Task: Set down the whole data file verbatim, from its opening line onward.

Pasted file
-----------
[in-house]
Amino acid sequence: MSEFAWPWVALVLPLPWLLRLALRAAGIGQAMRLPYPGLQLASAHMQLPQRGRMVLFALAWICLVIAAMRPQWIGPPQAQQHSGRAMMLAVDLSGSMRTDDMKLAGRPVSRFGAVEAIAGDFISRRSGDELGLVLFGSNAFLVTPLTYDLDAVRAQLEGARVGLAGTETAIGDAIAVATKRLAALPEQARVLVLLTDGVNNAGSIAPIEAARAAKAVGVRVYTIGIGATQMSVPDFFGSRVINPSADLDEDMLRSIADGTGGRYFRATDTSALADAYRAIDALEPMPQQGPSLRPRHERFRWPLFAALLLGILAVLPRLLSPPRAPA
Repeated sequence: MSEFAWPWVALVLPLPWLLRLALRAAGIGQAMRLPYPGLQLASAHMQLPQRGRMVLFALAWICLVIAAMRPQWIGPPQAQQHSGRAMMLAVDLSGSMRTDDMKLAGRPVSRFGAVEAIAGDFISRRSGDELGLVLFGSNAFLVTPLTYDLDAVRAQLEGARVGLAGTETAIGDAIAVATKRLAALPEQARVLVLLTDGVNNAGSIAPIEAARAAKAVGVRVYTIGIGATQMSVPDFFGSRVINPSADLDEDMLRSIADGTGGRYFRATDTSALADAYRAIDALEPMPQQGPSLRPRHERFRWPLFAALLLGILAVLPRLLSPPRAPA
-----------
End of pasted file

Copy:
[in-house]
Amino acid sequence: MSEFAWPWVALVLPLPWLLRLALRAAGIGQAMRLPYPGLQLASAHMQLPQRGRMVLFALAWICLVIAAMRPQWIGPPQAQQHSGRAMMLAVDLSGSMRTDDMKLAGRPVSRFGAVEAIAGDFISRRSGDELGLVLFGSNAFLVTPLTYDLDAVRAQLEGARVGLAGTETAIGDAIAVATKRLAALPEQARVLVLLTDGVNNAGSIAPIEAARAAKAVGVRVYTIGIGATQMSVPDFFGSRVINPSADLDEDMLRSIADGTGGRYFRATDTSALADAYRAIDALEPMPQQGPSLRPRHERFRWPLFAALLLGILAVLPRLLSPPRAPA
Repeated sequence: MSEFAWPWVALVLPLPWLLRLALRAAGIGQAMRLPYPGLQLASAHMQLPQRGRMVLFALAWICLVIAAMRPQWIGPPQAQQHSGRAMMLAVDLSGSMRTDDMKLAGRPVSRFGAVEAIAGDFISRRSGDELGLVLFGSNAFLVTPLTYDLDAVRAQLEGARVGLAGTETAIGDAIAVATKRLAALPEQARVLVLLTDGVNNAGSIAPIEAARAAKAVGVRVYTIGIGATQMSVPDFFGSRVINPSADLDEDMLRSIADGTGGRYFRATDTSALADAYRAIDALEPMPQQGPSLRPRHERFRWPLFAALLLGILAVLPRLLSPPRAPA